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Dooby Dooby Moo: Press
Oct 17 – Dec 6, 2009

From the Chicago Sun-Times

'Dooby Dooby Moo' a showcase for musical talent
October 23, 2009
By Jennifer Burklow

HIGHLY RECOMMENDED

With its recent premiere of "Dooby Dooby Moo," Lifeline Theatre once again has done what it does so well -- adapted a popular children's book in a way that entertains kids and adults alike.

James E. Grote's adaptation remains true to the personalities of the beloved characters who populate Doreen Cronin's Farmer Brown book series. This is Grote's fourth adaptation from the series; he clearly knows the barnyard well.

Grote brings relevancy to the story by deftly weaving our country's economic woes into this tale about sharing your talents and pursuing your dreams -- with a few fun grammar lessons thrown in for good measure. Paired with toe-tapping music and catchy lyrics by George Howe and fast-paced direction from Shole Milos, this hourlong jolly musical will hook its audience (5- to 10-year-olds and their adult companions) from beginning to end.

The show starts with the arrival of Ewe (played with sweet sincerity by Amanda Link) at the barn door. Ewe has been laid off from the factory where she made sweaters; she's lost her confidence in her abilities and she's looking for a new job and home. That causes Duck, Cow, Pig and Farmer Brown to launch into their first tune, "Farmer Brown's Farm," which skillfully introduces the characters to Ewe and audience members unfamiliar with the crew. It also sets the stage for several hilarious plays on words involving homophones and synonyms, explained so that the youngest members of the audience are in on the jokes, too.

Farmer Brown (played with good cheer by Craig C. Thompson, who alternates in the role with Benjamin Kirberger) offers Ewe a job and the animals swing into "Routine," a bouncy song about work-focused Farmer Brown and the boring chores on the farm.

Routine makes the animals long for adventure, and Duck (Nathaniel Niemi, who nails the role of the farm's lovable resident troublemaker) finds the antidote when he borrows Farmer Brown's newspaper and discovers an ad for a talent show at the county fair. (Kudos to Howe for his delightful ditty about the value of newspapers.) Duck insists the animals compete because the grand prize is a slightly used trampoline, sure to alleviate the boredom of farm chores.

Led by the supremely confident Duck, the friends try to decide what they'll do for the talent show in the musical highlights of the show, "Trampoline/We Got the Talent" and "Singing and Sewing and Dancing." The actors energetically sing and dance their way through several musical and movement genres with lovely harmonizing and spot-on timing. Cow (played with bossy confidence by Heather Currie) shows off her vocal abilities; Pig (slyly played by Elizabeth Dowling) leaps and swirls to show off her dancing skills; Duck decides stand-up comedy is his forte and stage-shy Ewe offers to make their costumes.

The talent show, complete with a clever send-up of "American Idol," doesn't go as planned. Duck, Cow and Pig fail to impress the judges, but Ewe's costumes save the day and win the trampoline, providing a poignant lesson about staying true to your talents and dreams. Jana Anderson's whimsical costumes and Alan Donahue's colorful set contribute to the show's success.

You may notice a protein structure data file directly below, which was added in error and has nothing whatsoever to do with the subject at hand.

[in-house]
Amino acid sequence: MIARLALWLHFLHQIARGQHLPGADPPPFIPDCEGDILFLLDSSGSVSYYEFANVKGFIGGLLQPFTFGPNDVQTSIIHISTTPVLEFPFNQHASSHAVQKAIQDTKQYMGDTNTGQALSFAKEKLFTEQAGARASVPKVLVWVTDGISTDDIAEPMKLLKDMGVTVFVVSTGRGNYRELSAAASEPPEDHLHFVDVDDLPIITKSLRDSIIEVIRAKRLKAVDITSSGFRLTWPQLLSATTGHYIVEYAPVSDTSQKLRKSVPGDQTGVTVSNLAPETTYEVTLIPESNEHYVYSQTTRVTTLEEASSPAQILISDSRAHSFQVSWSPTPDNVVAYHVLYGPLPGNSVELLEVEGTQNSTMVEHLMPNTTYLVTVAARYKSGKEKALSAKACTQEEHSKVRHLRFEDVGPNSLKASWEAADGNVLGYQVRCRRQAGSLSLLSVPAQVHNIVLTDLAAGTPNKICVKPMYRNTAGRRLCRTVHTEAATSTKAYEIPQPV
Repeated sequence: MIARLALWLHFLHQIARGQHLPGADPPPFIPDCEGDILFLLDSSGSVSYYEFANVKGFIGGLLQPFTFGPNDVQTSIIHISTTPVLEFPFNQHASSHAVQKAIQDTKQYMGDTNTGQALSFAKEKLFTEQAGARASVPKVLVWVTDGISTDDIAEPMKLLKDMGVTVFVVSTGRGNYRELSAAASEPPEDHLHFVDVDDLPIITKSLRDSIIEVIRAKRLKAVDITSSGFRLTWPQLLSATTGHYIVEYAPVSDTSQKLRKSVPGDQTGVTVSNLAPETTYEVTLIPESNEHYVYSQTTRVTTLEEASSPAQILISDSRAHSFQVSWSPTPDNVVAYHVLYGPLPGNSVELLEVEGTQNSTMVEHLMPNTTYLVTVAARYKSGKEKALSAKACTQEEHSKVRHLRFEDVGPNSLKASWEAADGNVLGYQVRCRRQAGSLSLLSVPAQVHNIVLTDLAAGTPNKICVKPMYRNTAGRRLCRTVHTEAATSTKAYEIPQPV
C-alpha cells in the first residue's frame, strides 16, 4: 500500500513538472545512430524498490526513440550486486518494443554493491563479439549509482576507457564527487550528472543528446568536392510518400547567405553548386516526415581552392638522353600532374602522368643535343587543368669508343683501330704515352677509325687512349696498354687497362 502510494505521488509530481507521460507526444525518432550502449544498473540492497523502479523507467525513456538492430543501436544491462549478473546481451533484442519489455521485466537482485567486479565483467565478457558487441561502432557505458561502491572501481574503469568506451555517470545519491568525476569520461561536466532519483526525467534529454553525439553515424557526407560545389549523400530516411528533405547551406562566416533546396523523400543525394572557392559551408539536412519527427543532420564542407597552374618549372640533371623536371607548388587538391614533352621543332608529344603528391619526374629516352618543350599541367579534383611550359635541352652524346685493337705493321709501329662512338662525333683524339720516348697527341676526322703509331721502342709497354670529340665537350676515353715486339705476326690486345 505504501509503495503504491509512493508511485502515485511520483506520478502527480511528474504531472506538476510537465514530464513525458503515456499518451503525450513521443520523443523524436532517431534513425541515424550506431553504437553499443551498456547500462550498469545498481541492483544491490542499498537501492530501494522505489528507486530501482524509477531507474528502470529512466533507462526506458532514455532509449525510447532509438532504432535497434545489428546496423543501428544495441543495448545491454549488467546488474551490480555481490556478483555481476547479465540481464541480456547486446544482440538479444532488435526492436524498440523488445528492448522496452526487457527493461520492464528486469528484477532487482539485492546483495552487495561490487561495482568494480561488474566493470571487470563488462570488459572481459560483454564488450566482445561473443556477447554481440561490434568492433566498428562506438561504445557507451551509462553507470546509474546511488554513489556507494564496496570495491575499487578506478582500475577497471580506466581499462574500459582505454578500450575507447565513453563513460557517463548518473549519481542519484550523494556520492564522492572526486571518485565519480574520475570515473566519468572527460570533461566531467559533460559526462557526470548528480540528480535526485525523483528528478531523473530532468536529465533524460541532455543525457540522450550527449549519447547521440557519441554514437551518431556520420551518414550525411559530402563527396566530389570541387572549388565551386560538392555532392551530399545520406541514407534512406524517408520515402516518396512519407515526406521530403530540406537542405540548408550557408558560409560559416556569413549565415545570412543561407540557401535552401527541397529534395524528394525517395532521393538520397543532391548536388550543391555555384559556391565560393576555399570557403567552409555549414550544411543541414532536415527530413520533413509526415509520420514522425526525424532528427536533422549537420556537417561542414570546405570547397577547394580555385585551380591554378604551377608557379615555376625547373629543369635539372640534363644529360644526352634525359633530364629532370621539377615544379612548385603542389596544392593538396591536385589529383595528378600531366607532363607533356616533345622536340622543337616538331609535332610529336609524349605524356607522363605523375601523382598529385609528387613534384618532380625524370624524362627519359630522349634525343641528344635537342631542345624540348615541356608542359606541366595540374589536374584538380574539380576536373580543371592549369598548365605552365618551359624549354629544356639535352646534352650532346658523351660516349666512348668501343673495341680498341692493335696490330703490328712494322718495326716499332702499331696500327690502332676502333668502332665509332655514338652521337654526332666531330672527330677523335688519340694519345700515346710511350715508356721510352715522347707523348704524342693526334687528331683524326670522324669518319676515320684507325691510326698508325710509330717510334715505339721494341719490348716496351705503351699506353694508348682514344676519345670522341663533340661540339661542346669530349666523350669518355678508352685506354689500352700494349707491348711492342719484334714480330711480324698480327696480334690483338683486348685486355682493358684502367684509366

From ChicagoStageReview.com

A Barnyard of Talent
October 28, 2009
By Robert Andersen

Lifeline Theatre scores another hit with their whimsical barnyard talent show!

That crazy duck over at Farmer Brown’s Barn is at it again. Last year Duck wanted to be President of the barn. This year Duck wants to win a talent show at the State Fair to get himself a trampoline. Once again James E. Grote has done a wonderful job of adapting Doreen Cronin’s charming books to the stage. The original music and lyrics by George Howe highlight the characters of this entertaining story and the talents of this gifted cast. Heather Currie, as Cow, and Amanda Link, as Ewe, deliver exceptional performances.

Director Shole Milos has brought together many of the original team members that created the previous Lifeline KidSeries hit Duck for President!, both on the stage and behind it. Some of the costumes have changed. The one that I miss is Duck’s, but Costume Designer Jana Anderson has visually realized beautiful costumes that according to my 11-year-old daughter, "looked like they were fun to wear." The book’s illustrator, Betsy Lewin, has done masterful work bringing the story to life on paper and Scenic Designer Alan Donahue captures that same essence on stage. I enjoyed it so much that I wanted more.

If there is a down side to this production it is that they have so little space to use. But don’t misunderstand my intention gentle reader, this production is absolutely delightful! It is somewhat overshadowed, in my opinion, by the ominous set of the main stage production of Treasure Island. To Duck’s defense now rush my two daughters, the aforementioned 11-year-old Emma, and my 4-year-old Evelyn: "what do you mean there was a ship on stage?" and "I want to go play on the farm!" They were completely oblivious. Well, actually Emma was the one who hit the nail on the head, "I knew that what was back there wasn’t a barn but the show was so good I didn’t care." There you have it, what better testament to the quality of a performance than that? Enough said.

Lifeline proves themselves the perfect theatrical playmates with their completely engaging Dooby Dooby Moo. Reward your kids and yourself this weekend with this brilliantly boisterous barnyard bash!




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